The Day-of-the-week Effect in the Precious Metals Market

08 June 2022 411 4

In the previous study, the day-of-the week effect in the gold market has shown its significance: the price of gold has a clear upward trend on Fridays. This phenomenon can be explained by the pursuit of market participants to move through a non-trading period of time in protective instruments, one of which is gold.

Now let's find out how the day-of-the-week effect affects the prices of other precious metals - silver, platinum and palladium. Historically, these metals, despite their precious status, are not considered by the investment community as clearly defined defensive assets. The reason is the fairly widespread use of silver, platinum and palladium in industry, but not only as a store of value and raw material for jewelry (in the case of gold). That is, these metals in the financial markets have the status of risky assets, and this is their fundamental difference from gold.

Based on the above, the dominance of Friday as the most favorable day in the cases of silver, platinum and palladium is less likely. Let's see if the theoretical assumptions are consistent with practice.

Hypothesis

On Fridays, silver, platinum and palladium show the largest growth compared to other days of the week.

Data used

Historical data of world futures for silver, platinum and palladium.

Timeframe - D (daily).

Period - from 1990 to April 2022

There are 8,152 values in total.

Strategy

Entering the market - buying metal at the close of the previous trading day.

Exit from the market - selling metal at the close of the next trading day.

We will evaluate the results of the strategy according to the following criteria:

• The average rate of return reflects the relative change in quotations of financial instruments in percentage. A positive value of the average rate of return indicates the profitability of the strategy, a negative one indicates a loss.

The average rate of return (D) of a financial instrument is given by the formula:

D = Σ P (%) / n,

where:

n is the number of transactions;

P (%) – the percentage of change in the quotation of the financial instrument at the time of fixing the position, is calculated as follows:

P (%) = (position closing price - position opening price) / position opening price * 100%

for sell positions

P (%) = (position opening price - position closing price) / position opening price * 100%

• The total rate of return (TD) is the sum of the returns from all transactions. The greater the value of the total rate of return, the greater the profit brought by the signal during its testing period.

• Maximum drawdown (MaxDD) is the maximum loss in percentage terms from fixing losing trades for the entire testing period. The smaller the value of the maximum drawdown, the better the trading signal works.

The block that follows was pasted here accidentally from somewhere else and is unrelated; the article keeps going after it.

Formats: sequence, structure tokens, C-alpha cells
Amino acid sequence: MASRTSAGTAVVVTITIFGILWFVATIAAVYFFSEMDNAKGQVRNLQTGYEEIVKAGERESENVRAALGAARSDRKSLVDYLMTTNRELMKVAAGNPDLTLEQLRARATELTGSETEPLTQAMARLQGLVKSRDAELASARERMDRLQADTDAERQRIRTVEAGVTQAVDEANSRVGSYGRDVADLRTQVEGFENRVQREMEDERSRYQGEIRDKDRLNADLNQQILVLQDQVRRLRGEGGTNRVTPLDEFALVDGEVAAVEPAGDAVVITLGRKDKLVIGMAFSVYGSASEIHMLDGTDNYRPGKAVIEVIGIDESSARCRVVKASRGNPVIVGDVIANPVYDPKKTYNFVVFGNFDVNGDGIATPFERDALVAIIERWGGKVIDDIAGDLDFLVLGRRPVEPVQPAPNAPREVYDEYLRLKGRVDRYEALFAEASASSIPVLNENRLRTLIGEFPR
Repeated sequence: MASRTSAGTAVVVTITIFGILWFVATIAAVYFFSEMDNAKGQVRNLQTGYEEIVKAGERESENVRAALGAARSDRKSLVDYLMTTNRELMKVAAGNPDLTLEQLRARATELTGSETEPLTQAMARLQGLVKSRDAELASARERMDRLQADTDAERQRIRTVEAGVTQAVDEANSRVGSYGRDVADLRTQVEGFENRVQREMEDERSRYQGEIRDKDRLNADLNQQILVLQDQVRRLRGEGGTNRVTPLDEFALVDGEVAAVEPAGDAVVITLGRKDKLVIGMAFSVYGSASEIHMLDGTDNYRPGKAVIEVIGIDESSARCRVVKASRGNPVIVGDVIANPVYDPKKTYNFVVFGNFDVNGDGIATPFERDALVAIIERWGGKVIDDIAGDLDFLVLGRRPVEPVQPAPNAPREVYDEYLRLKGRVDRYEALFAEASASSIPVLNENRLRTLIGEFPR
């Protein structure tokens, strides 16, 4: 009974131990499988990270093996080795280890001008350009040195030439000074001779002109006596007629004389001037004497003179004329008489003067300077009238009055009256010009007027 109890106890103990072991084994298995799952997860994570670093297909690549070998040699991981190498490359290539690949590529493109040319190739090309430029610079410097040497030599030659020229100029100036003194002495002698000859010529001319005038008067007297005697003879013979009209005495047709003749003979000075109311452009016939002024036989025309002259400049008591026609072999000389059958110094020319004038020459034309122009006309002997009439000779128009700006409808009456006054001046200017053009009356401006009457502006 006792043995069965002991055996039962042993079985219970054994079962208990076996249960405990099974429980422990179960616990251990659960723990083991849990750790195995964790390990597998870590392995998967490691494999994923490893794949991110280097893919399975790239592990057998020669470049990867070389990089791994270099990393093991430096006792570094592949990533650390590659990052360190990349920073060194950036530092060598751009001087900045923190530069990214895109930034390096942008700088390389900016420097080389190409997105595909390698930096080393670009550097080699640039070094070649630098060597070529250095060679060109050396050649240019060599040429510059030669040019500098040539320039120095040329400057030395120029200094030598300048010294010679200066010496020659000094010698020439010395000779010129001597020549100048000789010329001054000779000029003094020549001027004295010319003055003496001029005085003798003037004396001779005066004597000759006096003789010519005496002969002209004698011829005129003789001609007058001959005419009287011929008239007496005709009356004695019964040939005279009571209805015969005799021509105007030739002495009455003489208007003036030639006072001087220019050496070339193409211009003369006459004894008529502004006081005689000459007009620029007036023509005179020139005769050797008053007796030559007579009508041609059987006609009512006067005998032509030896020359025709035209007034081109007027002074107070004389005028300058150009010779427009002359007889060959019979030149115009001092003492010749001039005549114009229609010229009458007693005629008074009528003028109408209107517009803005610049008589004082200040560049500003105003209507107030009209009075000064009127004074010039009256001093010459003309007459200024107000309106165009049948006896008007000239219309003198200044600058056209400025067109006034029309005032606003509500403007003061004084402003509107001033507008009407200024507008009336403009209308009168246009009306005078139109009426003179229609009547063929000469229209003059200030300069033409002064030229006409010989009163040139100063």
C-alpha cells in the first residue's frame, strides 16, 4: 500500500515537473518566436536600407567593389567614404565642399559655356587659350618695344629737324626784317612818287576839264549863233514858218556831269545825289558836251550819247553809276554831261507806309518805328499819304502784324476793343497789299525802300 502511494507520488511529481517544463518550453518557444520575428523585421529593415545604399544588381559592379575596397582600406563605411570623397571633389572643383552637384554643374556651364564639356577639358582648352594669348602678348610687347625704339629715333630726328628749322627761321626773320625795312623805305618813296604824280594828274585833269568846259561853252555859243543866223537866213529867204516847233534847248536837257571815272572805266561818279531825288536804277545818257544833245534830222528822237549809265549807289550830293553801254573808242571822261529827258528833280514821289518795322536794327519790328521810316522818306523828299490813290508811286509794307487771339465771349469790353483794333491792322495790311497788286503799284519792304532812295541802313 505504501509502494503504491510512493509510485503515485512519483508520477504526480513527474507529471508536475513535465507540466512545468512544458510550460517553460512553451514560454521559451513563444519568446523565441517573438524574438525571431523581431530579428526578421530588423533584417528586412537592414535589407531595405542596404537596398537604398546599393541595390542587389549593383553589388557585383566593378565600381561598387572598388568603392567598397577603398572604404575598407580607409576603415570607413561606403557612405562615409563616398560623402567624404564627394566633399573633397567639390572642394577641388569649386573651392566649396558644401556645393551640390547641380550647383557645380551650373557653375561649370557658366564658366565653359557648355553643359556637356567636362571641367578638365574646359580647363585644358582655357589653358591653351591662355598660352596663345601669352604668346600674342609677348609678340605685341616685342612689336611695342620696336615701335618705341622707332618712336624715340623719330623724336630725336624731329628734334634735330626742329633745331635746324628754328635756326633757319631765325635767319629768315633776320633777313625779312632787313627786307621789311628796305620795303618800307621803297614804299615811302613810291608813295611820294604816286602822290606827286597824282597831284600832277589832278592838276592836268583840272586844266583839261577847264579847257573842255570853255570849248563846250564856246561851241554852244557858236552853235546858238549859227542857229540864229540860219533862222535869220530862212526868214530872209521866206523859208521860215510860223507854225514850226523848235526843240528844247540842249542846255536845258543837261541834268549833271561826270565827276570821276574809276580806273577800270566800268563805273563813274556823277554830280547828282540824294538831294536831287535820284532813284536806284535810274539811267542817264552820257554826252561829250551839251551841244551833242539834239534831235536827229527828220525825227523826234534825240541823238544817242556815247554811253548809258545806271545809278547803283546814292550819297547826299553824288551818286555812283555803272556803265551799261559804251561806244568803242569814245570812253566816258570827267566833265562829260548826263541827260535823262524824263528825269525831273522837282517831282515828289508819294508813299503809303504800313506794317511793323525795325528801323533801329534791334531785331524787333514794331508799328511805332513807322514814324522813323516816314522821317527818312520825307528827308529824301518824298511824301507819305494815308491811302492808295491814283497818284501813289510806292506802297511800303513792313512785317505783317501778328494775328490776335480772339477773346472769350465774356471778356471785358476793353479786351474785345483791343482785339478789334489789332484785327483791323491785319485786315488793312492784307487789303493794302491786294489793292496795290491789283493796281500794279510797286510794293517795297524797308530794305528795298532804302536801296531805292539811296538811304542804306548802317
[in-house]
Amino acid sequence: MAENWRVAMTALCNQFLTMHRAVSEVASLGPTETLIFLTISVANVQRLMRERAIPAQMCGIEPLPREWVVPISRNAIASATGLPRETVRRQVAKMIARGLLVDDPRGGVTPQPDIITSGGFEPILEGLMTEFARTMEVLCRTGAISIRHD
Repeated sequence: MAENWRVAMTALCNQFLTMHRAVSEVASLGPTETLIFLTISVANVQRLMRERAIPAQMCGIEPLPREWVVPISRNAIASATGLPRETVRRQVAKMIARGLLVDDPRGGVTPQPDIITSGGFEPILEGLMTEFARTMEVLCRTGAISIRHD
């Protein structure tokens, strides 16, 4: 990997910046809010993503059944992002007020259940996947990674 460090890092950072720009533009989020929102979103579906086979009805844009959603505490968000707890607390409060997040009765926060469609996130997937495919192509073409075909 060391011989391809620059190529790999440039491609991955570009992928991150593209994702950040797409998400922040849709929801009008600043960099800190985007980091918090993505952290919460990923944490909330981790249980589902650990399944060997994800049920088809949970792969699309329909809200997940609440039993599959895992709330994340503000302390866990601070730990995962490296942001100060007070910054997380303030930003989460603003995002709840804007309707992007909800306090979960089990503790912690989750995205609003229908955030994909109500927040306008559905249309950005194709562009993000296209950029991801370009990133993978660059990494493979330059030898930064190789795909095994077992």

MaxDD = | min ( DD1: DDn ) |

DDn = TDn – max ( TD1: TDn )

where:

n - the number of transactions;

D - rate of return;

TDn - total rate of return of n transactions;

DDn – drawdown at the time of closing the nth transaction;

MaxDD – max drawdown.

Analysis of the obtained results

Consider the results of the strategy for silver.

When studying the dynamics of silver prices, the result of Friday (average rate of return of 0.003%) was far from the best result among all days of the week - it was on Thursday (average rate of return of 0.064%). Wednesday also has shown a good result (average rate of return of 0.043%).

Tuesday and Friday demonstrate near-zero dynamics. And the worst result both in terms of the return and the maximum drawdown was on Monday (as in the study of gold price dynamics).

But in the case of platinum, Friday regains the status of the most profitable day - exactly on the last working day of the week the platinum has the highest return (0.036% on average). The maximum drawdown is also the best on Friday. Slightly worse results on Wednesday.

Outsiders are Monday and Thursday, and the first day of the week shows again the worst result both in terms of return (- 0.016% on average) and maximum drawdown (over 100%).

For palladium, as well as for platinum, Friday is the most successful day both in terms of average return (0.098%) and maximum drawdown (44.525%). The results on Tuesday and Thursday are somewhat worse.

On Monday and Wednesday, palladium prices feel the worst of all. Monday demonstrates again the worst result in terms of average return (0.01%), as in all previous cases with precious metals.

The best / worst day for precious metals

 Metal The best day The worst day Gold Friday Monday Silver Thursday Monday Platinum Friday Monday Palladium Friday Monday

There are 2 clear trends in the weekly dynamics of prices for precious metals:

• The best day is most often Friday (the only exception is silver, for which the best day is Thursday). Moreover, for gold, platinum and palladium, Friday is the best day of the week both in terms of rate of return and in terms of maximum drawdown.

• The worst day of the week for all precious metals is Monday. For gold, silver and platinum, Monday shows the worst result both in terms of return and maximum drawdown. Only for palladium, the worst drawdown result belongs to Wednesday.
Conclusion

Platinum and palladium have confirmed the hypothesis of the largest price growth on Fridays. In the case of silver, the best day of the week in terms of price dynamics has become Thursday.

At the same time, the day with the worst dynamics of prices for precious metals has also been revealed - in all cases, Monday has become such a day.

The effectiveness of using the day-of-the-week effect in the precious metals market has been revealed.

Detailed results are shown in the Appendix:

﻿XLSX (2.72 MB)Day-of-the-week Effect in the precious metals market.xlsx﻿